I am convinced that you can rise to this challenge with a little support and your insight and motivation.
My first questions to you are these:
1. How deeply have you considered your purpose as a presenter?
2. Why will this audience be there?
I imagine that you have a pretty good idea of the answer to the first question but maybe a more vague response to my second. This is not unusual, for when the fickle finger of fate is pointed in your direction and you have to give a talk, your first thoughts will tend to turn to the content. You will think about how long the talk is and where it is what should go into your slides etc.. You may then turn your mind to the second question but most often it is a cursory glance and tends to be one of “I wonder what they will be like”, “will they like me”, will they give me a hard time”, “Can I get out of here with my reputation intact?”
To approach presentations in this way is rather like giving the best man’s speech at the wrong wedding. I have been a university academic for thirty years and remember vividly the one occasion when I was maybe fifteen minutes into a lecture aimed at teaching biochemistry to medical undergraduates only to be interrupted in mid-flow by a student who kindly asked me if I knew that they were midwifes expecting a lesson on postnatal care. Shock gave way to embarrassment and then panic when I realised that I had a room full of students elsewhere with no lecturer!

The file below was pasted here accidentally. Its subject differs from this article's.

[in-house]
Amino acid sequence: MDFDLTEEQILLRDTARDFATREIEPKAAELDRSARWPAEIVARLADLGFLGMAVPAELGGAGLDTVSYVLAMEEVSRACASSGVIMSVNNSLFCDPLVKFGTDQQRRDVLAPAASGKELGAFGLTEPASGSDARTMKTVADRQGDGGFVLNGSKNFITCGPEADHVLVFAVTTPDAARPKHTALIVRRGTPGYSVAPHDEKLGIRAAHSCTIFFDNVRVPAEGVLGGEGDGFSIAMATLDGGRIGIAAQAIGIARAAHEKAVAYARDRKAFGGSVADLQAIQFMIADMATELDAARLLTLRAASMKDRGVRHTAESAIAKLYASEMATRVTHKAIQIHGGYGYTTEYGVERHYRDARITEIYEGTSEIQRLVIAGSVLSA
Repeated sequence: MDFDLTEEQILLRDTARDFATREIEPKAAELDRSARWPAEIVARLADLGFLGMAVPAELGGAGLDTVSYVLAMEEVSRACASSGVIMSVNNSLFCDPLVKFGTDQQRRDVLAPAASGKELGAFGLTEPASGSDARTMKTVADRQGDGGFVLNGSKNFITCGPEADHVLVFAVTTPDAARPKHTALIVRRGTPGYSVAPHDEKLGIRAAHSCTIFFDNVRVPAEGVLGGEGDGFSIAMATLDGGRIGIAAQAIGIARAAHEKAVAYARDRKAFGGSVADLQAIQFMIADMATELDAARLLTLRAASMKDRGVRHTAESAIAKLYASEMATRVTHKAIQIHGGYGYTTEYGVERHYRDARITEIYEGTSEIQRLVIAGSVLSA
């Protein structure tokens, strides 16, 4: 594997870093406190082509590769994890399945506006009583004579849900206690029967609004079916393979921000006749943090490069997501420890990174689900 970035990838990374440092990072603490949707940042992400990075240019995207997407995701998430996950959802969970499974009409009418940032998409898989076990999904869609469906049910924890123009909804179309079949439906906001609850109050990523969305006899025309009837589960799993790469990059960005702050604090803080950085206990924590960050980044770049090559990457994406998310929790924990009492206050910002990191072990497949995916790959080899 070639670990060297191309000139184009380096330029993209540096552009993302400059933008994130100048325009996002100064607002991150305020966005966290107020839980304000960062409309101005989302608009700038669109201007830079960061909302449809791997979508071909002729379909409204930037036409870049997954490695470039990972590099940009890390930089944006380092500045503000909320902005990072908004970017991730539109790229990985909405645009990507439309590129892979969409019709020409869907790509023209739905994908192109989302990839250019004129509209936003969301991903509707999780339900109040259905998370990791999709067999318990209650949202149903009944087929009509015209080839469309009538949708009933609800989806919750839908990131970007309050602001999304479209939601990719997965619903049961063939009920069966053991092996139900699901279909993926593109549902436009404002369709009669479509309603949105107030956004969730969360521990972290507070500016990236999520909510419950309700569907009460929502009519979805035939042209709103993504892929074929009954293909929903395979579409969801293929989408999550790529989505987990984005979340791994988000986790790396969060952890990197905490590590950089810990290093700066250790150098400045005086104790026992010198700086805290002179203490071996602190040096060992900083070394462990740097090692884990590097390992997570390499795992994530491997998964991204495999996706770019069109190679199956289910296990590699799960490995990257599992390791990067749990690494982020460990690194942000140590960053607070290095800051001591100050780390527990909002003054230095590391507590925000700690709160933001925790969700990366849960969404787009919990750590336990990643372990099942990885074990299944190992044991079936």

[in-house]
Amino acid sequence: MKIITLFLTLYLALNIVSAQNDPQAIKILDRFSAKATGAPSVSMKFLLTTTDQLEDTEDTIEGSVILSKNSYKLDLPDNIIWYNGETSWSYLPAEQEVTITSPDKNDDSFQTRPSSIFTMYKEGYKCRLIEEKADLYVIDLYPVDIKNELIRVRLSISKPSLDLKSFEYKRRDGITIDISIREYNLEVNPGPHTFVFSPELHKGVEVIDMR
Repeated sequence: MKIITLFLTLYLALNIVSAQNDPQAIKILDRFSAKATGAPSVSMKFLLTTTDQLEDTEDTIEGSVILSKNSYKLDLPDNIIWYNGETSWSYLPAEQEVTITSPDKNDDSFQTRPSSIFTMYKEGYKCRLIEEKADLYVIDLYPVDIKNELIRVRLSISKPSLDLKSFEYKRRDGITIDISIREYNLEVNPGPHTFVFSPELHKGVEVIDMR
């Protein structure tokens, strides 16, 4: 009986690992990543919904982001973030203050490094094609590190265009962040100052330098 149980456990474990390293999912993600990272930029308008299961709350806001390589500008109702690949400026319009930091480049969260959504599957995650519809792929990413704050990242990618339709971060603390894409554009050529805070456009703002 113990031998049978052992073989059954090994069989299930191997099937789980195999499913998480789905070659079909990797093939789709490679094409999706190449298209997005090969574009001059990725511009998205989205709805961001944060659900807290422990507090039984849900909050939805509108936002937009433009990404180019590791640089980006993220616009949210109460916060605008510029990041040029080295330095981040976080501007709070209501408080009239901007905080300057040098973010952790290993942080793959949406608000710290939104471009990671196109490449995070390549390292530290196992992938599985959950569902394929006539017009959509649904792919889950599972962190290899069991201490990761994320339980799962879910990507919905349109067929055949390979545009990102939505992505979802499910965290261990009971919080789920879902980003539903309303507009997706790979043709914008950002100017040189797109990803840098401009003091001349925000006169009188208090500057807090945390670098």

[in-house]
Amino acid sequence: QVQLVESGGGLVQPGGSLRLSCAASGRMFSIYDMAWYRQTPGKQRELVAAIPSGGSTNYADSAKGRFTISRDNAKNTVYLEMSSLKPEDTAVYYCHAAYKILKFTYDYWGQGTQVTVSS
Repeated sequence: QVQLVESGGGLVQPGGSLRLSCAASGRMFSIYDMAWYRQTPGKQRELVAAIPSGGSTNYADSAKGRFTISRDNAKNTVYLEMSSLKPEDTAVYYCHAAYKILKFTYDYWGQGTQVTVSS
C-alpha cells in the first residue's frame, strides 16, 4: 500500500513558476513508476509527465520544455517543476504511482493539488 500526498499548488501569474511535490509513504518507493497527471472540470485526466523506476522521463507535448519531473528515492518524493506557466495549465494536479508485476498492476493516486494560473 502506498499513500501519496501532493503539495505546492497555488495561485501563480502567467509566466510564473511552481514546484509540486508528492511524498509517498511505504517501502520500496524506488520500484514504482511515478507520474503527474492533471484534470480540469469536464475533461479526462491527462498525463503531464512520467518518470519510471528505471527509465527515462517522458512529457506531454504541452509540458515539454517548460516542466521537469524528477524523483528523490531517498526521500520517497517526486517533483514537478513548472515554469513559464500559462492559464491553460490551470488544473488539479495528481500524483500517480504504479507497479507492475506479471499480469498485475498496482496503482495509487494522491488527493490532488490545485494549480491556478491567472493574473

This is of course the extreme end of “not getting the audience right” but I also remember a time when I was asked to give a talk to the London Osteoporosis Society, a wonderful group of mainly elderly women suffering from a debilitating disease. I had seriously underestimated their ability to understand the science behind their condition and once again was stopped very politely in mid-stream to be asked several very searching questions. It was a brilliant way to tell me not to be patronising and give them what they needed! I learned rapidly that the audience is all.
What drives my audience?
There are many ways in which you can misjudge your audience and all of them are dangerous and mostly avoidable with careful thought, planning and swift adaptation. For example, a simple question to ask yourself is “who is my audience?”
- Are they linked by a common business type or subject?
- Is there a social, cultural or ethnic connection within your audience?